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Posted January 21, 2012
Reviewed by Ellen Hogan for Readers Favorite Angie is a massage therapist. She is originally from Germany but now lives in the U.S.A. She has one staunch rule; she will not have a relationship with any of her clients, although many try to change her mind. Mostly she goes to client’s homes and gives massages there, but once in a while she will help out a friend in her business. She meets Marcus at a gas station while filling up one day, and he gives her his card. It takes her quite awhile before she decides to call him. They fall fast and hard for each other, but real life's pitfalls get in the way. Marcus has an old girlfriend that will not leave him alone and goes to Angie to tell her that they are still together. Meanwhile Angie is being harassed by a former boyfriend and commiserating with other therapists about their lives. This is quite a cute book with more of a story than I anticipated. I loved the snippets about the massages she gave and the different personalities of the clients. Angie is a good strong character, who knows who she is and what she wants out of life. Marcus is a good foil for her. They have a great chemistry throughout the book. The cover is fitting for the book as a peek into what lies ahead. I was not sure at the beginning that I would like this book but was pleasantly surprised in the end. It is an easy read for anyone looking for one.Was this review helpful? Yes NoThank you for your feedback. Report this reviewThank you, this review has been flagged.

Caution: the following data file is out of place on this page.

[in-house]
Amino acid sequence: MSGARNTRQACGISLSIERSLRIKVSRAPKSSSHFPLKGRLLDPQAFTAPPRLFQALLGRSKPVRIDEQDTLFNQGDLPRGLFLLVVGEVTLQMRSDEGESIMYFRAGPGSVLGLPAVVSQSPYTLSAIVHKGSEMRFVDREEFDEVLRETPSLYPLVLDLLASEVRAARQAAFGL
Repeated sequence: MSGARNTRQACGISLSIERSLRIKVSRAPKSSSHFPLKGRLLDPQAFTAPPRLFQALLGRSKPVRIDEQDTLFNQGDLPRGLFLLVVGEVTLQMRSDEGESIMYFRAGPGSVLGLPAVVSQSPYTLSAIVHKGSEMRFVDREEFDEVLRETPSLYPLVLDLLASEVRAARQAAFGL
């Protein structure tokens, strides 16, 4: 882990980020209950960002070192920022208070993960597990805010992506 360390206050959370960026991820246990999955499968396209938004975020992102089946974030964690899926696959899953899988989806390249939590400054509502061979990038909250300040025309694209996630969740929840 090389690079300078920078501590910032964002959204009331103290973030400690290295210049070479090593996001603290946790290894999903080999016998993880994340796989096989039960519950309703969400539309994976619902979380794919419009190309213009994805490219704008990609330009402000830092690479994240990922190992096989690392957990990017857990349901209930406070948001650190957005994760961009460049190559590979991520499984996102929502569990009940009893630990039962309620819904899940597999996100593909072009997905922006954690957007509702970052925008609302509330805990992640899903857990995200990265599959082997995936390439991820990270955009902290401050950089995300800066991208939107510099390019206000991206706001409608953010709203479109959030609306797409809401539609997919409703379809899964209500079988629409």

Posted January 9, 2012
Although a novel, "Secrets of a Massage Therapist" reads like a memoir. That the author shares many characteristics with Angie, the protagonist, confuses matters even more. After I finished reading, I wasn't sure what to make of it.
If viewed as a memoir, Secrets almost works. The experiences and awkward moments Angie has are what you might predict. Many revolve around the confusion you would expect with people not making the distinction between a legitimate massage therapist, hoping to alleviate muscle aches and pains, and someone using massage as a cover for practicing the world's oldest profession. They are at turns humorous and titillating. However, if read as a memoir, it stretches credibility that one person would have had all of these experiences. On her website, the author says that, while she draws on her real life experiences, not everything in Secrets actually happened to her. That is credible.
But if we approach Secrets as what it is, a novel, it falls short. The reason for this is that the conflict Angie is trying to overcome or the goal she is trying to reach is vague. The only thing that fits is reaching a happily-ever-after ending with Marcus, but I never felt Angie had strong feelings about ending up with Marcus. These feelings could be against (with Marcus slowly winning her over) or she could be obsessed with catching Marcus. What they can't be, if the goal is a compelling novel, is wishy-washy. Unfortunately, the massage stories, while enjoyable, were so numerous that they diluted the romance storyline too much and left Secrets in the no-woman's-land between a romance and a memoir.
**Originally written for "Books and Pals" book blog. May have received a free review copy. **